Sheila has a lot of sex at Syracuse University, never with men she really likes, but she enjoys the sex. And she cynically describes the ritual of smart women working as hard for  that Mrs. degree as for the B.A.  After sophomore year, if the juniors don’t have boyfriends, they transfer to another school, because they can’t compete with the incoming freshmen.  After transferring to NYU, where Sheila majors in drama/education, she can’t decide if she’s in love with Hinley, the  professor-director, who gives her a C- in children’s theater, or Joshua,  the star actor of all the plays. By the way, Sheila is their gofer. Hinley has given her the key to his apartment, and all three hang out.   Imagine her surprise when she finally figures out they are a gay couple.

After graduation, the employment agencies keep referring her to  typing jobs, though she specifically says she isn’t interested.  She finally finds a “creative” job through the Jewish community of friends and relatives of her parents.   Rose Lehman’s sister knows of a  children’s record company which is expanding, “owing to a Christmas hit he had where a lot of squirrels sang.”  (Oh my goodness, remember Alvin and the Chipmunks?)  All of Sheila’s Jewish friends get jobs through friends and family.  And it is a resource, with the competition in New York.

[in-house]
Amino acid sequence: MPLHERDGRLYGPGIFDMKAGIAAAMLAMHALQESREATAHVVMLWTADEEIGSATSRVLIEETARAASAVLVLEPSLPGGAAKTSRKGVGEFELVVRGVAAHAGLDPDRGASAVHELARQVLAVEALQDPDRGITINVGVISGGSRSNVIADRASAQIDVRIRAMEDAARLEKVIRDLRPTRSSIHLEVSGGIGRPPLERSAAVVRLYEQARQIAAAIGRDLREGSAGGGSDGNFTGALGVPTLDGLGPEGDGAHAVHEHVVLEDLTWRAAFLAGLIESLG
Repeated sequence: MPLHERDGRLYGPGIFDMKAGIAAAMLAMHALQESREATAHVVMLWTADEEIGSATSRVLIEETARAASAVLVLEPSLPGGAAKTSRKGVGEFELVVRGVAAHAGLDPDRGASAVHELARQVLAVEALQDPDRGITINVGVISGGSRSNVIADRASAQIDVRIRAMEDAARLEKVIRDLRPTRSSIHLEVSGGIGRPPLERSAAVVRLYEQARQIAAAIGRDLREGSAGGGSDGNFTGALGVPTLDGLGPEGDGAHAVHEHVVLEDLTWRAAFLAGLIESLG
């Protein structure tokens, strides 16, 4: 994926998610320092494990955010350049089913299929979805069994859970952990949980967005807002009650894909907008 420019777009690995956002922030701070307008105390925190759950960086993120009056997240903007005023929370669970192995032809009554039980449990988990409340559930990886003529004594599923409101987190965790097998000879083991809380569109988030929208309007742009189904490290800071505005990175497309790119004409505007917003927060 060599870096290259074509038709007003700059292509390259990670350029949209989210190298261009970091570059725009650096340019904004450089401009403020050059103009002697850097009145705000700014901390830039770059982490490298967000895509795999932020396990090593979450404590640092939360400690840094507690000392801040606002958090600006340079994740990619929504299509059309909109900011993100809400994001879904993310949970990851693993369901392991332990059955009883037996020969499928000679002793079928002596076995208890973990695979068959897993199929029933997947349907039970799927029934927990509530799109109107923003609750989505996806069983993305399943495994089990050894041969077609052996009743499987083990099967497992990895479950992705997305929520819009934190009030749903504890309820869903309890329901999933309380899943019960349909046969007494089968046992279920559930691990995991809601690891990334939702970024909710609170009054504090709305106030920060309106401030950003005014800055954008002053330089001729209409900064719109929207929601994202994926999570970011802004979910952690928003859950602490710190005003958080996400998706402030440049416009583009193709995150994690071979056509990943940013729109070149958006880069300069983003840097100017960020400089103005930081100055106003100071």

Housing is a huge problem in New York. I am horrified by the descriptions of the places she and her college roommate, Linda, see when they hunt for an apartment in the East Village.

Somehow they have believe they’ll find a cute place like an apartment in a Doris Day movie.

Sheila explains,